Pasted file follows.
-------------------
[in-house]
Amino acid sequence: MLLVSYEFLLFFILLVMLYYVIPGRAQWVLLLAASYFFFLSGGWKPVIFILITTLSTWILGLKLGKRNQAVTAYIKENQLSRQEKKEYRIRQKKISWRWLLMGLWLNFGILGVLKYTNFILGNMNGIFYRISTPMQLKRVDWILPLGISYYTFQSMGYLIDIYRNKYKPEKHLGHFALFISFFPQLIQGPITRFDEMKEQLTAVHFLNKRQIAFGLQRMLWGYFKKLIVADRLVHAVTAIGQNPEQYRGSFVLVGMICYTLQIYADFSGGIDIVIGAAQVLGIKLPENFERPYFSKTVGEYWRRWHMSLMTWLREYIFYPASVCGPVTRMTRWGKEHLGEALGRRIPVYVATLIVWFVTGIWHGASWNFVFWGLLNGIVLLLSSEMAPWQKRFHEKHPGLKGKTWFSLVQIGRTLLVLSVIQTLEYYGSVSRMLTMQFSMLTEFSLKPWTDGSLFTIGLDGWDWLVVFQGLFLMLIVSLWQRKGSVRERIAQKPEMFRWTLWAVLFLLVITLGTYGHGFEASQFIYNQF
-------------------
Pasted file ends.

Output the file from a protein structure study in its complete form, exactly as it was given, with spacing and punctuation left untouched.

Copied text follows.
[in-house]
Amino acid sequence: MLLVSYEFLLFFILLVMLYYVIPGRAQWVLLLAASYFFFLSGGWKPVIFILITTLSTWILGLKLGKRNQAVTAYIKENQLSRQEKKEYRIRQKKISWRWLLMGLWLNFGILGVLKYTNFILGNMNGIFYRISTPMQLKRVDWILPLGISYYTFQSMGYLIDIYRNKYKPEKHLGHFALFISFFPQLIQGPITRFDEMKEQLTAVHFLNKRQIAFGLQRMLWGYFKKLIVADRLVHAVTAIGQNPEQYRGSFVLVGMICYTLQIYADFSGGIDIVIGAAQVLGIKLPENFERPYFSKTVGEYWRRWHMSLMTWLREYIFYPASVCGPVTRMTRWGKEHLGEALGRRIPVYVATLIVWFVTGIWHGASWNFVFWGLLNGIVLLLSSEMAPWQKRFHEKHPGLKGKTWFSLVQIGRTLLVLSVIQTLEYYGSVSRMLTMQFSMLTEFSLKPWTDGSLFTIGLDGWDWLVVFQGLFLMLIVSLWQRKGSVRERIAQKPEMFRWTLWAVLFLLVITLGTYGHGFEASQFIYNQF